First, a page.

This Top Dividend Stock Is Safer Than You May Think

By Markets Fool.com

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Leading freestanding retail real estate investment trust Realty Income (NYSE: O) is known among dividend investors for producing a stable, consistently growing income stream. This may come as a surprise, since retail businesses are perceived to be inherently risky by many people. However, Realty Income is different, and is one of the most reliable dividend stocks in the market.

The difference is the type of retail properties in Realty Income's portfolio. Specifically, Realty Income primarily invests in three different kinds of retail businesses. Here are the major categories, along with examples from Realty Income's own portfolio.

Non-discretionary retail

One of Realty Income's major tenant categories is non-discretionary retail, which refers to businesses that primarily sell items that people need, not things that they want. These businesses are inherently less recession-prone, and tend to be less vulnerable to online competition.

Walgreens (NASDAQ: WBA) is a good example of this, and is Realty Income's single largest tenant, accounting for 7.3% of the company's revenue. Drug stores like Walgreens certainly sell items that people need, whether there's a recession going on or not -- after all, if you take, say, a blood pressure medication, you're probably not going to stop taking it just because the economy isn't doing well.

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Service-based businesses

Service-based businesses are retail establishments that people have to physically go to. Restaurants, gas stations, movie theaters, and fitness centers are good examples of this type of business. And you might notice that some businesses actually fit into more than one of the categories. For example, gas stations can be considered non-discretionary and service-based.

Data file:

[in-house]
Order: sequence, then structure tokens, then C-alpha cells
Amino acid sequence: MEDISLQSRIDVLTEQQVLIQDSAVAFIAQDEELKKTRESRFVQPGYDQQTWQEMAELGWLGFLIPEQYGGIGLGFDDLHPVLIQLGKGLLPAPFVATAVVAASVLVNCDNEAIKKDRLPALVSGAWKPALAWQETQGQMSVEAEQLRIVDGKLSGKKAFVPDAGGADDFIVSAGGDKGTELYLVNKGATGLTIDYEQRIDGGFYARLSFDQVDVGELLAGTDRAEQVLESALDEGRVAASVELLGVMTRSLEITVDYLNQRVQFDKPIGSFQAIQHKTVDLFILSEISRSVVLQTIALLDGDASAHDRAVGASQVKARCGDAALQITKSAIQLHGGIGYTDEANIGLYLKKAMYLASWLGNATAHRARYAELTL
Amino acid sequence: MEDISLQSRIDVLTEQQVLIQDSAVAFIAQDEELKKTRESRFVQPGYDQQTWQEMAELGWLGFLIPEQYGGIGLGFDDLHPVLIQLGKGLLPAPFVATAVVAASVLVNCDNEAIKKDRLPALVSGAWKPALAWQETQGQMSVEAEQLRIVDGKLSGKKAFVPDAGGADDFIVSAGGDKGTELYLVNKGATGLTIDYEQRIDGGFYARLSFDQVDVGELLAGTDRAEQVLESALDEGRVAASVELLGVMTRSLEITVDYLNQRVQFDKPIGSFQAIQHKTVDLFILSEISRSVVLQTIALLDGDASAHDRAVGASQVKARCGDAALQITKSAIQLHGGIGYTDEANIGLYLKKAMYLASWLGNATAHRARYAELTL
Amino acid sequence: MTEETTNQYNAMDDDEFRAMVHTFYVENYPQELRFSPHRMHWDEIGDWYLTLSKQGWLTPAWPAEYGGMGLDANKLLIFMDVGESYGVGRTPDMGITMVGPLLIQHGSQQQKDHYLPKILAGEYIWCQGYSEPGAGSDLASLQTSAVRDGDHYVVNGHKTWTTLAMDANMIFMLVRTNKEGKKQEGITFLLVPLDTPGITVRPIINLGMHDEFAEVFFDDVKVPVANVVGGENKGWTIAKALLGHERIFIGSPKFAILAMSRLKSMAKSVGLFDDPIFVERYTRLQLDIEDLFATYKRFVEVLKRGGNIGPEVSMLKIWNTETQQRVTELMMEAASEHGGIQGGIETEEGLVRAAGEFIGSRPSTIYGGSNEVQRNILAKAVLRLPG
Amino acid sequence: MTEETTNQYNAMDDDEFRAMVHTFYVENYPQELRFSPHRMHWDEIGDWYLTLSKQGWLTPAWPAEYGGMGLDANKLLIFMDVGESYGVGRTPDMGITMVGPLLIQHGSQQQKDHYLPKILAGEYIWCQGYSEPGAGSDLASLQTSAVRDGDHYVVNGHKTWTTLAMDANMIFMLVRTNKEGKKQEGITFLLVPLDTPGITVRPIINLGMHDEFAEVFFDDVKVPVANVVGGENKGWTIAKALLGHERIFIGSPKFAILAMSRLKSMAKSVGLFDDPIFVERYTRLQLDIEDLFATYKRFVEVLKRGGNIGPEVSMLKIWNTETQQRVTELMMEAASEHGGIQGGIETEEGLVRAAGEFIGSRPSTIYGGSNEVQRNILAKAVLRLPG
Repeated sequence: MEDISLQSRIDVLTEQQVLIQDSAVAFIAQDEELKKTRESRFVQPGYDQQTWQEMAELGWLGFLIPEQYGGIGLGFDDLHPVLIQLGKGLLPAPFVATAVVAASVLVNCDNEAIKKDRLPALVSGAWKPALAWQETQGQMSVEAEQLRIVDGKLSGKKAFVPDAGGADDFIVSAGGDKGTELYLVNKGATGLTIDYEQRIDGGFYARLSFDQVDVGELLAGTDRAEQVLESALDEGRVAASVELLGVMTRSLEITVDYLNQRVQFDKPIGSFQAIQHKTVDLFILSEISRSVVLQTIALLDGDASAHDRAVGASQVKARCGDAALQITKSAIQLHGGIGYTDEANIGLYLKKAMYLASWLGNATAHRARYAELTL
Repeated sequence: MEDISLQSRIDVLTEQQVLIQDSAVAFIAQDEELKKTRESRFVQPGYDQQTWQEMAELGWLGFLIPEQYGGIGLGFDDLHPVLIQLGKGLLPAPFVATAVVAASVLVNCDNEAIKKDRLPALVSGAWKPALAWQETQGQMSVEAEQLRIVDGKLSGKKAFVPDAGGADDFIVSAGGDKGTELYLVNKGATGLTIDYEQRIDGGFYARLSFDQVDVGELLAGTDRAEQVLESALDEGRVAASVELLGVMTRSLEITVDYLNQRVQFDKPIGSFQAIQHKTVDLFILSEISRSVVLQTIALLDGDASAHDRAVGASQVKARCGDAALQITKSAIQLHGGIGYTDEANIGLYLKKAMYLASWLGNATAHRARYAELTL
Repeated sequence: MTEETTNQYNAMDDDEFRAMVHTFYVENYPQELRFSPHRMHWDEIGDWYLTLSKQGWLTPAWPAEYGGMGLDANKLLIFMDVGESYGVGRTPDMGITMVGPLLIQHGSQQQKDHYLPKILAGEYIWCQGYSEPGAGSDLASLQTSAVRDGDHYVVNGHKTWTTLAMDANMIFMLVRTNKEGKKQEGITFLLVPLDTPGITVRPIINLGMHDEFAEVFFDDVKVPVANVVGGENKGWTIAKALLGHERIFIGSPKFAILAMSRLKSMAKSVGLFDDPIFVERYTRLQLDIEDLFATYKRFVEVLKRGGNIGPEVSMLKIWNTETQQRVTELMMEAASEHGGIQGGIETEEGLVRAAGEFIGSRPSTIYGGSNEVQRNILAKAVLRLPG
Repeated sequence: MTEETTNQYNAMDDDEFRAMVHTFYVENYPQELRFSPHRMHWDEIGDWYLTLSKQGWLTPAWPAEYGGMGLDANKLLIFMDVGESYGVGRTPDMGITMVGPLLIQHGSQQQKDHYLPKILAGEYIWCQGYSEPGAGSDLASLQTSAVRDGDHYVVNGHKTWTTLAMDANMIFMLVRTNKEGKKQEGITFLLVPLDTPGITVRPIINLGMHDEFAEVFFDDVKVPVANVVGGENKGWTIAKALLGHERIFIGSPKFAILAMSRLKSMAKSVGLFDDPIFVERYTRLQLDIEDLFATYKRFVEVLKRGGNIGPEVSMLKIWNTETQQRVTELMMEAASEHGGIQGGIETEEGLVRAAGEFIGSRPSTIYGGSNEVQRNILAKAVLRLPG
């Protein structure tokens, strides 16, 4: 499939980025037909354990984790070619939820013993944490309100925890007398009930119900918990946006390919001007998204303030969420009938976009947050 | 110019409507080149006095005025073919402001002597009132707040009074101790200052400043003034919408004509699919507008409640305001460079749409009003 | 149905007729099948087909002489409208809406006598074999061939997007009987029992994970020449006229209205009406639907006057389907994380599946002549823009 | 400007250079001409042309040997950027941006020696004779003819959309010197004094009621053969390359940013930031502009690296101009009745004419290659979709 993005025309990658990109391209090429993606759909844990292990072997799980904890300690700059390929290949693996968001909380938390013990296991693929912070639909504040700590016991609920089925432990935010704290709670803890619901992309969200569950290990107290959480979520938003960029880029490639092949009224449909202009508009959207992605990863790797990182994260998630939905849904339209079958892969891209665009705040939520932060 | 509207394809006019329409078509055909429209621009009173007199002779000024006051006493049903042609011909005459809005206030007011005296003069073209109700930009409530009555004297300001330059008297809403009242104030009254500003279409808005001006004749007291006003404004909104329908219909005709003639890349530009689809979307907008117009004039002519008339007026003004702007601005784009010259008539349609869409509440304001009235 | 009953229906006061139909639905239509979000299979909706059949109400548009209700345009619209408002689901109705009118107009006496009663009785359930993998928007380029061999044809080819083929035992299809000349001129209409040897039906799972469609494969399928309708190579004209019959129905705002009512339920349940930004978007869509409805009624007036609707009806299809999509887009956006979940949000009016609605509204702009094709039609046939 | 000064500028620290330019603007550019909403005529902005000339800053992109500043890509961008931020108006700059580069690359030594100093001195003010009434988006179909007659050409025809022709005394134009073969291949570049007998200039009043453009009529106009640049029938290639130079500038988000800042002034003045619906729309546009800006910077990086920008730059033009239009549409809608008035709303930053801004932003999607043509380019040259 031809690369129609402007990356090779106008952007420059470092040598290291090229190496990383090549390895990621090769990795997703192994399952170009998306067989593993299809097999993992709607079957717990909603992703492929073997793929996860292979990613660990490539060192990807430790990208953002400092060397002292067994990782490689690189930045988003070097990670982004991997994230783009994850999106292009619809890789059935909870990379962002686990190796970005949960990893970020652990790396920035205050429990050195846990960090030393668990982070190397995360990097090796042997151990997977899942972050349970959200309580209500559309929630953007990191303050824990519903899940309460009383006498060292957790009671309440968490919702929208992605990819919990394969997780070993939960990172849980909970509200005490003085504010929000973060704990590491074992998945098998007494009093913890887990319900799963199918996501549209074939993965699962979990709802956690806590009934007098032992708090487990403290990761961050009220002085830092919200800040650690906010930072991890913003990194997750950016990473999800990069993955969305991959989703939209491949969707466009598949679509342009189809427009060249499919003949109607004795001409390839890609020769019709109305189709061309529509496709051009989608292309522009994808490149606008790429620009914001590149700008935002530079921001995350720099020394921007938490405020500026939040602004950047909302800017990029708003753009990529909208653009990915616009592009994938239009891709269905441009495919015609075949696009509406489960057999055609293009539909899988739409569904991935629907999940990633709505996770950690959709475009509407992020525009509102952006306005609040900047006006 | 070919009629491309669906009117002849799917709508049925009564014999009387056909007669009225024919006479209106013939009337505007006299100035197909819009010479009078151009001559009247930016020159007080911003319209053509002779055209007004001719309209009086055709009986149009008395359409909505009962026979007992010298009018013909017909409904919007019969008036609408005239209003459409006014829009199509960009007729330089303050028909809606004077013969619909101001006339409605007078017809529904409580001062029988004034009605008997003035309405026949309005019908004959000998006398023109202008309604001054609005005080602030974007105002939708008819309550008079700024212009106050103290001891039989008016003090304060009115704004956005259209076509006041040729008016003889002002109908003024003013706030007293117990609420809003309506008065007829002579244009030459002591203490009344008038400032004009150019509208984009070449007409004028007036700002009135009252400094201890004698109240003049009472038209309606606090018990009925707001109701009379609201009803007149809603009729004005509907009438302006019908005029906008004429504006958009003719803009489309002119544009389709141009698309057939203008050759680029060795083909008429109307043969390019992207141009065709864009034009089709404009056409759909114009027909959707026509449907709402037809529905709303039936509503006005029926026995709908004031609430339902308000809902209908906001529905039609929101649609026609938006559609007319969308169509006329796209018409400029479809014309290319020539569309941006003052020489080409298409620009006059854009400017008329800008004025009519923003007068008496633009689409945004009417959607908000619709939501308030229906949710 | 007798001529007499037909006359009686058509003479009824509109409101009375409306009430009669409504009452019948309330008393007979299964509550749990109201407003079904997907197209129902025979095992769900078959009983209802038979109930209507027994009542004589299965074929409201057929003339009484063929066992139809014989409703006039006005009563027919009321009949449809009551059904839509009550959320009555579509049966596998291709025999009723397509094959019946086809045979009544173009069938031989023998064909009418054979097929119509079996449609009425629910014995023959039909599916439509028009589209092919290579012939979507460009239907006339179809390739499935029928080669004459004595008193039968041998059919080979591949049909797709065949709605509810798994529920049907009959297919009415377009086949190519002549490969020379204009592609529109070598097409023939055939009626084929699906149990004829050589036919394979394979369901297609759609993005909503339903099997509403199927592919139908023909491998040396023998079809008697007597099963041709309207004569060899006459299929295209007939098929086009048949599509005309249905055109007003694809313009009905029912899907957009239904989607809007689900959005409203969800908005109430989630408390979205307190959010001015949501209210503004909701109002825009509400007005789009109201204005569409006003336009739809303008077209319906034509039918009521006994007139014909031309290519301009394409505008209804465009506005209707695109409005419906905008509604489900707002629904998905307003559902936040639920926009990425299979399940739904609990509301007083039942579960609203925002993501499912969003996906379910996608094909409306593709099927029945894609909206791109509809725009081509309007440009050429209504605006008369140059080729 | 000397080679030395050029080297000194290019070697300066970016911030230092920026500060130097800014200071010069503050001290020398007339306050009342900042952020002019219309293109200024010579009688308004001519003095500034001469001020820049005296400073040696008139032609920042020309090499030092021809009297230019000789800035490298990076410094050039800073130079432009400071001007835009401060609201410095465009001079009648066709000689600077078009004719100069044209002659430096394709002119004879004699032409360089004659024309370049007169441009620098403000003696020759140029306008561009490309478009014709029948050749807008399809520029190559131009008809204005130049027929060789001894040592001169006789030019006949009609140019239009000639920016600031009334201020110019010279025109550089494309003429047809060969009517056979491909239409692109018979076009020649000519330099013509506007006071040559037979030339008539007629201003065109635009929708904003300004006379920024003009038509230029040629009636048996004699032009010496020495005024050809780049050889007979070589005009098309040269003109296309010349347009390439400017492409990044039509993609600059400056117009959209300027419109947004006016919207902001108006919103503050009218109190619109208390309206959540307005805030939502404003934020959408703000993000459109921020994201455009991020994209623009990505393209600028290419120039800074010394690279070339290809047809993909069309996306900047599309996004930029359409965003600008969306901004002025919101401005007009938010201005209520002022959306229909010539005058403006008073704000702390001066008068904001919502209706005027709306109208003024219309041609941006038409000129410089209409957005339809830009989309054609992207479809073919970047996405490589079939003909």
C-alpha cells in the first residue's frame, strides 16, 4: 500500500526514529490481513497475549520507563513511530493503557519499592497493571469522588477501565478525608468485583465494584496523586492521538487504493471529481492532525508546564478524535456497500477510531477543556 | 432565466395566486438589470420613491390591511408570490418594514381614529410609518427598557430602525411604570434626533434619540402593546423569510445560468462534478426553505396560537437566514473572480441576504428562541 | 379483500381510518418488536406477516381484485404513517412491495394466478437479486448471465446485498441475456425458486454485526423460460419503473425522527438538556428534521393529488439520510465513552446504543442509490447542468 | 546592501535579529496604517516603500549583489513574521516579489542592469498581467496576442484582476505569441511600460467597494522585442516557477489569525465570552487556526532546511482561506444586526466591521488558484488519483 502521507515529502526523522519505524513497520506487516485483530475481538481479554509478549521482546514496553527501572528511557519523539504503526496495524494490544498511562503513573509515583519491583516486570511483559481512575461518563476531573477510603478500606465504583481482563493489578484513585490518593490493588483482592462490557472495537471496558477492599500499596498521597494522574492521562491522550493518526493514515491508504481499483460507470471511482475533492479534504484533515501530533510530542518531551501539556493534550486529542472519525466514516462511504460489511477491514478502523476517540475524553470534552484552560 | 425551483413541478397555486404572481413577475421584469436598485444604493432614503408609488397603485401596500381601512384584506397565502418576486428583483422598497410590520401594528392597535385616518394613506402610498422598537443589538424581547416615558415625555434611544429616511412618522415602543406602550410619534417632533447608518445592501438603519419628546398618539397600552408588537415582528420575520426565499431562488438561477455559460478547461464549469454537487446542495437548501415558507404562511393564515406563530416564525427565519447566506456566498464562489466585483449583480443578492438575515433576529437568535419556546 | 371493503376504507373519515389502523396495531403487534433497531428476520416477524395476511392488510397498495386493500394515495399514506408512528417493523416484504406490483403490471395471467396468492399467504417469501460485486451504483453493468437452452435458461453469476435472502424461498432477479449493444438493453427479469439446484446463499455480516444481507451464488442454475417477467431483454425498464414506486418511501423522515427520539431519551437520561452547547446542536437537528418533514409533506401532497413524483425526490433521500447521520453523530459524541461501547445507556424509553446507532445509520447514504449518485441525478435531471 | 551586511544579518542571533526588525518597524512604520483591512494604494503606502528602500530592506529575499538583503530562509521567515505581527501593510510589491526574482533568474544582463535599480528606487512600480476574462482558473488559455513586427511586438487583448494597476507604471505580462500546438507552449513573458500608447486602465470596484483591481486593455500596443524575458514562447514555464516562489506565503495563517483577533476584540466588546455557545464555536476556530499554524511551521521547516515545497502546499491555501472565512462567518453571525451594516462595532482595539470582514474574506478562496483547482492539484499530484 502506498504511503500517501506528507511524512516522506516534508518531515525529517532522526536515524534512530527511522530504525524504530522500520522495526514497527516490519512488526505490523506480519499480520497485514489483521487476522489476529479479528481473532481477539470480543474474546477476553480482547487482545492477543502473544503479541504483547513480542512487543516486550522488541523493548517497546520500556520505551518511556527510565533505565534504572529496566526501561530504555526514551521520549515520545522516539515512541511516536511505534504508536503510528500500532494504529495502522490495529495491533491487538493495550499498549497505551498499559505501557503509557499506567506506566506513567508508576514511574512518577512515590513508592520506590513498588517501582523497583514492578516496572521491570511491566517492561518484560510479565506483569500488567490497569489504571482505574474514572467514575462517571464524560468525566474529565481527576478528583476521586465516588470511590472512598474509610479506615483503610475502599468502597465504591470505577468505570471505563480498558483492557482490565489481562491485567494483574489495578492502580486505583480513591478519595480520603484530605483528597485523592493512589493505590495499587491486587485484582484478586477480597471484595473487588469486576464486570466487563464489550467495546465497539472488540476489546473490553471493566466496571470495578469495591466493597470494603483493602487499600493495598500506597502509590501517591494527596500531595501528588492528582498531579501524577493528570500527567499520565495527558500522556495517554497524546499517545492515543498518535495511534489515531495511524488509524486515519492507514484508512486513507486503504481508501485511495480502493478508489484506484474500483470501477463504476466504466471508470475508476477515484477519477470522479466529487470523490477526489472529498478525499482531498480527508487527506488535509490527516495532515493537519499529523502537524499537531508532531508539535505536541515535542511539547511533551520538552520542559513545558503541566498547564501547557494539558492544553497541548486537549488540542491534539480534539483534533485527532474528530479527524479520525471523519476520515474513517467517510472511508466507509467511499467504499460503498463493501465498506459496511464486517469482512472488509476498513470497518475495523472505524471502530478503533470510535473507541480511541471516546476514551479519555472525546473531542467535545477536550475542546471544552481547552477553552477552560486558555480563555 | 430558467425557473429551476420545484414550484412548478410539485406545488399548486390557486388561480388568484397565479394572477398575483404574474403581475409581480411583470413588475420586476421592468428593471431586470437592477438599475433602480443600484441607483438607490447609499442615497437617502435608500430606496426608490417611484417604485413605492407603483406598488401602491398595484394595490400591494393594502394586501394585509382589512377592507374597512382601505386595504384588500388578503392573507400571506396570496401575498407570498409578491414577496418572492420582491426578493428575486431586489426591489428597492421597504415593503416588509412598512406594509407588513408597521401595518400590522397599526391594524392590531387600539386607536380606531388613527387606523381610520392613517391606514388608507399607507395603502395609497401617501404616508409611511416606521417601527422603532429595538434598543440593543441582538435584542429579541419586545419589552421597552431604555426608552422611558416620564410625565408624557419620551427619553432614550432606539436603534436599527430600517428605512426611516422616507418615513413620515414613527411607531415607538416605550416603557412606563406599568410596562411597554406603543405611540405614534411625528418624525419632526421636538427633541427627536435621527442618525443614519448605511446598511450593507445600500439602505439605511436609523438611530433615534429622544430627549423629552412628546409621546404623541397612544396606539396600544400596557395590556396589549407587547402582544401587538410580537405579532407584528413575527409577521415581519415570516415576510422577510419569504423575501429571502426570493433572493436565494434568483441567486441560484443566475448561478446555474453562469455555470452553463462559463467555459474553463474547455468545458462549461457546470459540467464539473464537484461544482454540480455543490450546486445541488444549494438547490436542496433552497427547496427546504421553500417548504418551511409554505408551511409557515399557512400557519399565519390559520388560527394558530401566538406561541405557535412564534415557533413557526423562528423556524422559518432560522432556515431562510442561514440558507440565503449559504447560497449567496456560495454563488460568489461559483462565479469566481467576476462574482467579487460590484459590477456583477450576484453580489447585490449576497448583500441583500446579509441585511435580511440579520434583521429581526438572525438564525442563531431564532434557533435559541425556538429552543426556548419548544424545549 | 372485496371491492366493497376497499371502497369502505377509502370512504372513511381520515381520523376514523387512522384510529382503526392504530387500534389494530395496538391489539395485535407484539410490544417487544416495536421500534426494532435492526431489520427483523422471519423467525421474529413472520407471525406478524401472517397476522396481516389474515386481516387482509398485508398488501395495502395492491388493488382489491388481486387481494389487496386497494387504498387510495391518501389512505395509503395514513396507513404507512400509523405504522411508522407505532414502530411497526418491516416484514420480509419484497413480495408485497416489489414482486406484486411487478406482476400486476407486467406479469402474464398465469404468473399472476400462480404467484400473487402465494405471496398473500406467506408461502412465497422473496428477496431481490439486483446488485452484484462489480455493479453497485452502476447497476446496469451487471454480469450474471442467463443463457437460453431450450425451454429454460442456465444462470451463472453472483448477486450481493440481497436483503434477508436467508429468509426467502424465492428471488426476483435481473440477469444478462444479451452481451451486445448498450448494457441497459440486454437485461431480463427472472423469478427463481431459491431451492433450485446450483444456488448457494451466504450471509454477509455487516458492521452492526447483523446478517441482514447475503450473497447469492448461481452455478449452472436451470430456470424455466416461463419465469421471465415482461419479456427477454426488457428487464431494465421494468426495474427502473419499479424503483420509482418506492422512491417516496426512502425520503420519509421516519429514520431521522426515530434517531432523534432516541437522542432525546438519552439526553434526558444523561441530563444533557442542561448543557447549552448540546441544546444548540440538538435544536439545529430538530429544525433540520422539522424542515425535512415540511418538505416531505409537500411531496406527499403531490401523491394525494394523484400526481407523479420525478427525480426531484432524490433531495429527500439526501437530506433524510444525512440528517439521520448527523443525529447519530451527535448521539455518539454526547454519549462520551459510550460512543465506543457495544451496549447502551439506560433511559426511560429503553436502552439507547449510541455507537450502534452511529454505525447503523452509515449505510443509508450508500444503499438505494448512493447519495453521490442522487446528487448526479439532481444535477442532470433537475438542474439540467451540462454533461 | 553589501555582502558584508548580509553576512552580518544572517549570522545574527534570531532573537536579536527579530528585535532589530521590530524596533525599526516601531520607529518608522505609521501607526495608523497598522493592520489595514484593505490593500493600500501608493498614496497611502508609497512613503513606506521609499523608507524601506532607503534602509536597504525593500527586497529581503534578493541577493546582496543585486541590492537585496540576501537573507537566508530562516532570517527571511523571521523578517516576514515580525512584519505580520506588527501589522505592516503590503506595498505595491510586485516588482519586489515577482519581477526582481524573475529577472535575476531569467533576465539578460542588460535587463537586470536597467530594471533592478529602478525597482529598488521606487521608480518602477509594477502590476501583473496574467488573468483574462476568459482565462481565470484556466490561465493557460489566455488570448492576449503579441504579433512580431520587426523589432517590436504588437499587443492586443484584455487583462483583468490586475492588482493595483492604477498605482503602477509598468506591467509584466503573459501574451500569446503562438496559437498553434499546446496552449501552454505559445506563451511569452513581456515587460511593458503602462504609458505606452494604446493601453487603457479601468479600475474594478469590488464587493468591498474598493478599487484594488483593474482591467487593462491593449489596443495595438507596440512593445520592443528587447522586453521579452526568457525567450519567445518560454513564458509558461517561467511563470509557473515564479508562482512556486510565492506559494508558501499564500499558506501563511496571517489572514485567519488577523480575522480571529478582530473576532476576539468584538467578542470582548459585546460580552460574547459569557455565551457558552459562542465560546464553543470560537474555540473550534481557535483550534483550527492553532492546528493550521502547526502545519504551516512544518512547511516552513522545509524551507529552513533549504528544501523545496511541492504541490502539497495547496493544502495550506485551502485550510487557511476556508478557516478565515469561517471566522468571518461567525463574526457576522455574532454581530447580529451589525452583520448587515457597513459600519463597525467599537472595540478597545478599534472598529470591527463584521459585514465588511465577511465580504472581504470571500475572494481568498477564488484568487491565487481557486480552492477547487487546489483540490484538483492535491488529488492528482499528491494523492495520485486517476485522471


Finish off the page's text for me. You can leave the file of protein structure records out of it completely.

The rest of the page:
AMC Theaters (NYSE: AMC) is one example from Realty Income's portfolio. Even with the surge in popularity of streaming video services like Netflix, there is no substitute for going to the movies.

Plus, the trend over the past decade or so has been toward a higher-revenue experience at the movies, with higher-end food options, more premium features such as 3-D, IMAX (AMC is the largest IMAX operator in the U.S.), and more luxurious seating. In other words, not only are movie theaters facing little threat from online competition, but people are actually spending more when they go.

AMC has said that 2017 and 2018 have the potential to be record-setting years in terms of revenue, and if current trends continue, there could be more growth ahead for the movie business.

Low-price-point businesses

The third type of business Realty Income focuses on is deeply discounted retail, which includes categories such as dollar stores and warehouse clubs. These businesses offer bargains even the biggest and most efficient online retailers generally cannot match. In fact, in this era of e-commerce, dollar stores are the fastest-growing type of retail.

Dollar General (NYSE: DG) is one of Realty Income's largest tenants, and there is plenty of reason to be excited about this relationship. Dollar General has grown same-store sales for 26 consecutive years, with especially strong growth during the great recession and the years following the dot-com bust. The company plans to grow by 6-8% this year, and sees the opportunity for an additional 13,000 store locations, which would more than double the company's current footprint.

That's not all...

In addition to the low-risk business types discussed here, there are a few other factors that add to the company's stability, such as its geographic diversification and excellent long-standing relationships with investment-grade tenants.

Finally, another major factor is the company's long-term net lease structure. Tenants sign leases with 15-20 year initial terms, typically with annual rent increases built right in. Not only does this minimize portfolio turnover, but it also allows the company to passively increase its rental income over time. And a "net" lease means that the tenants are responsible for paying property taxes, building insurance, and most maintenance expenses -- eliminating the variable expenses of property ownership.

In a nutshell, all Realty Income has to do is acquire a property occupied by a strong tenant, and collect a predictable rent check each month. And with the recent sectorwide dip in REITs, now could be a great time to load up on this long-term winner at a discount.

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Matthew Frankel owns shares of Realty Income. The Motley Fool owns shares of and recommends Netflix. Try any of our Foolish newsletter services free for 30 days. We Fools may not all hold the same opinions, but we all believe that considering a diverse range of insights makes us better investors. The Motley Fool has a disclosure policy.